The condition wherein accumulation of fluid in lungs causes shortness of breath is known as pulmonary edema or lung congestion. Usually failure of the heart is responsible for pulmonary edema. Heart failure does not mean that the heart stops working completely, but it means that the heart is not pumping as strongly as it should be.
When the heart does not pump with full strength, fluid is pushed into the air spaces (alveoli) in the lungs which interferes normal oxygen movement through the lungs and interrupts absorption of oxygen in bloodstream, resulting in shortness of breath. Fluid accumulation in lungs (congestion) makes it more difficult for the airways to expand as you inhale. So, breathing becomes more difficult. Sometimes, fluid gets collected outside (around) the lungs. It is also an equally serious condition.
Symptoms of Fluid in Lungs
- Shortness of breath
- Gasping for air
- Wet, gurgling sounds in the chest
- Fatigue, weakness
- Wheezing sound with breathing
- Anxiety and restlessness
- Shortness of breath with activity
- Coughing a pinkish or blood-tinged frothy sputum
- Inability to sleep lying flat (need more than 2 pillows)
- Pounding or racing heart rate
- Breathing may completely stop for a few seconds during sleep
- Chest pain or sudden shortness of breath at night waking the patient up
- Fever and other symptoms may occur according to the specific etiology.
Apart from heart disorders, kidney failure, pneumonia (lung infection), pancreatitis, drowning, drug overdose, high altitude sickness and pulmonary embolism (blockage of lung blood vessels due to air bubbles, fat, amniotic fluid (in newborns), or blood clot), etc., can lead to accumulation of fluid in lungs.
Usually, phlegm or mucus produced by the mucous membrane of the respiratory tract accumulates in the lungs. In some cases, lungs get filled with blood or pus. Sometimes, a surgery leads to accumulation of fluid in lungs. Any such condition can give rise to serious situation like lung failure, if not treated promptly. Early recognition of the symptoms of dysfunction of lungs promotes fast recovery. Let us see which heart diseases are likely to lead to fluid filled lungs.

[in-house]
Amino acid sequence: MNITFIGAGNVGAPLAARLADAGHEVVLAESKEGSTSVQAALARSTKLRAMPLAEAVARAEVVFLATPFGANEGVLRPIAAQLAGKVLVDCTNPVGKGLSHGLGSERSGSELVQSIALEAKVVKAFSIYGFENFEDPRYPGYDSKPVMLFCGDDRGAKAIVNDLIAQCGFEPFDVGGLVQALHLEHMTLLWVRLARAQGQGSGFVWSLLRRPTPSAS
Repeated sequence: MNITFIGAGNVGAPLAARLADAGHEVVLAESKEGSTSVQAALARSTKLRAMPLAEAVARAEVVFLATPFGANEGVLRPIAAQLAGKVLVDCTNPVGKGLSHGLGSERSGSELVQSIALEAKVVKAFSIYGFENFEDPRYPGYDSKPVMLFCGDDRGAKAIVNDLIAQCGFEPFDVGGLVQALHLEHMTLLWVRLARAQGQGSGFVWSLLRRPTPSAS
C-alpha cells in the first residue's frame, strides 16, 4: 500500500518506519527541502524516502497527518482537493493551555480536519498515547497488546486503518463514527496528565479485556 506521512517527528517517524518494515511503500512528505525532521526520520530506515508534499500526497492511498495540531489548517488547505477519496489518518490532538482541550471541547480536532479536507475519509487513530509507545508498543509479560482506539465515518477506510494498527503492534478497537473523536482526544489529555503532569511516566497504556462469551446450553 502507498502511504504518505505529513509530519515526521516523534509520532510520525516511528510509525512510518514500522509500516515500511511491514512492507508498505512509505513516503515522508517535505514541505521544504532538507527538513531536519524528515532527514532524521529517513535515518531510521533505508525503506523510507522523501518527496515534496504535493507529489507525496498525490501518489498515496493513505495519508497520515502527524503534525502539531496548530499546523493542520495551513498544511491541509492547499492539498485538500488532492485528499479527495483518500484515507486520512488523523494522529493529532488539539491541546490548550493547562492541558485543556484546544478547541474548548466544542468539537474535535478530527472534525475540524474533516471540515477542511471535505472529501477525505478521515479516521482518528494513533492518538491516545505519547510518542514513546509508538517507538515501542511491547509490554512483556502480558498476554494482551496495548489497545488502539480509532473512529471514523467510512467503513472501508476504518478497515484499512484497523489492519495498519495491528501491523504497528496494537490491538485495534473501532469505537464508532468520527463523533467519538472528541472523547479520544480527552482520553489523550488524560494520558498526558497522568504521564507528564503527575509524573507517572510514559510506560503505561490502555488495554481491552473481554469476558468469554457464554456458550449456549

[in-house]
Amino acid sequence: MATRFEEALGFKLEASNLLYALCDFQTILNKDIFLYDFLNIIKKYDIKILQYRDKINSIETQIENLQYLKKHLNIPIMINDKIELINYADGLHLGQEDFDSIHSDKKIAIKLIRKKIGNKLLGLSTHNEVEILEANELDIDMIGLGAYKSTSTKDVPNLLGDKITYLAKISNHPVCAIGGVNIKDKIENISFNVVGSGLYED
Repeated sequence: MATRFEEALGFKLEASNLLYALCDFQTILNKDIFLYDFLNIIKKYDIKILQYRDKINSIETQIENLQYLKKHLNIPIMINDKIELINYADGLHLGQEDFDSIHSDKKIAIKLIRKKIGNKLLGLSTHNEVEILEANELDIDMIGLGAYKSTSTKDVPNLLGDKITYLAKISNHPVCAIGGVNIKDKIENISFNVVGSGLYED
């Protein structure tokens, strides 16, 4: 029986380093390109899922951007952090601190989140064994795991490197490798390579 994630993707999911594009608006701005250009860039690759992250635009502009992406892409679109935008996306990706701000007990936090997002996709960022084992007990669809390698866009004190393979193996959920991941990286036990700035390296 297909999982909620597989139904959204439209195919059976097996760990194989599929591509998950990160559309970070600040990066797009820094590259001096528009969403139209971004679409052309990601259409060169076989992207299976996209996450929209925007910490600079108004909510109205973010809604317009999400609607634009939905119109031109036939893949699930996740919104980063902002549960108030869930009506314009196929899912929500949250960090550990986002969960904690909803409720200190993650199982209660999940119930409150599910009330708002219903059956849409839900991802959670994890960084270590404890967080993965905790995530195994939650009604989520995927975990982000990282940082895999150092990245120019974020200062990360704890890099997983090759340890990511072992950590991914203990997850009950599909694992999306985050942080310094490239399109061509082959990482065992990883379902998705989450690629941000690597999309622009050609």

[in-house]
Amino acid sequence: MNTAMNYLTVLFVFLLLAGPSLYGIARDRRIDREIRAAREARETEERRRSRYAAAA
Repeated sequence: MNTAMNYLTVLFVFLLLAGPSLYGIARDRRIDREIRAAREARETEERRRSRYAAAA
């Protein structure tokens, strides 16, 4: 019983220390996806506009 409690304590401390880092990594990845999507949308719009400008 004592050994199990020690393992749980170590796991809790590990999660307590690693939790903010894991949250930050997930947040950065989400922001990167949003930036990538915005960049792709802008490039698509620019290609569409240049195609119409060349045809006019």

Heart Diseases which may Lead to Fluid in Lungs
- Heart attack (death of heart muscle) or Myocardial infarction
- Persistent high blood pressure
- Thyroid problems (thyroid controls heartbeat and various metabolic processes)
- Endocarditis (infection of the valves)
- Left sided heart failure
- Excessive exposure to toxins, alcohol abuse or excessive intake of cocaine
- Beriberi (Vitamin B1 deficiency)
- Too much liquid intake by a person who has a diseased heart or weak kidneys.
- Arrhythmias (irregularities in heart rhythm)
- Cardiomyopathy (enlarged, balloon-like myocarditis or infection of heart muscle)
- Poorly functioning valves of the heart
- Congenital (present at birth) heart diseases, i.e., atrial and ventricular septal defects such as holes in the walls between heart chambers.
All the above conditions can lead to congestive heart failure wherein body tissues and organs may not get as much blood as they need. Congestive heart failure and fluid filled lungs go hand in hand. Physical examination, symptoms, chest x-rays, blood tests, electrocardiograms, echocardiograms, and angiography help diagnose the condition. When lungs do not work efficiently, blood tests show lower than normal levels of oxygen and carbon dioxide. While treating the underlying cause, treatment should also help remove the fluid in/around the heart and lungs.
Treatment for Fluid in Lungs and Heart Failure
In recent years, more effective medications have been made available to treat fluid filled lungs. Antibiotics help get rid of the infection. Improved quality of pacemakers and implantable defibrillators help improve the function of the heart and lungs. Diuretics are usually prescribed as they help reduce the fluid in lungs. Some drugs improve the pumping capacity of the heart.
Surgery can repair blockage of the coronary arteries, a valve problem, a congenital heart defect, or a too thick pericardium. The option of heart transplant is available if the heart's ability to pump blood is permanently marred. Prompt supply of oxygen or artificial ventilation is a part of the emergency treatment. The treatment should be so designed that the fluid should not again get accumulated in the lungs.
Unhealthy eating habits and stressful lifestyle lead to heart diseases. To prevent fluid in lungs and heart failure, smoking and excessive use of alcohol should be strictly avoided. Weight control is extremely important in this case; because obesity and lack of activity often contribute to congestive heart failure, either directly or indirectly.
Neglecting the symptoms of high blood pressure, diabetes, or coronary artery disease can seriously affect the health of an individual. Those diagnosed with diabetes and high blood pressure need to control them with proper diet, regular exercise and medications. Years of uncontrolled high blood pressure or diabetes damage both the heart and blood vessels. Healthy lifestyle promotes healthy heart.
Disclaimer: This HealthHearty article is for informative purposes only, and should not be used as a replacement for expert medical advice.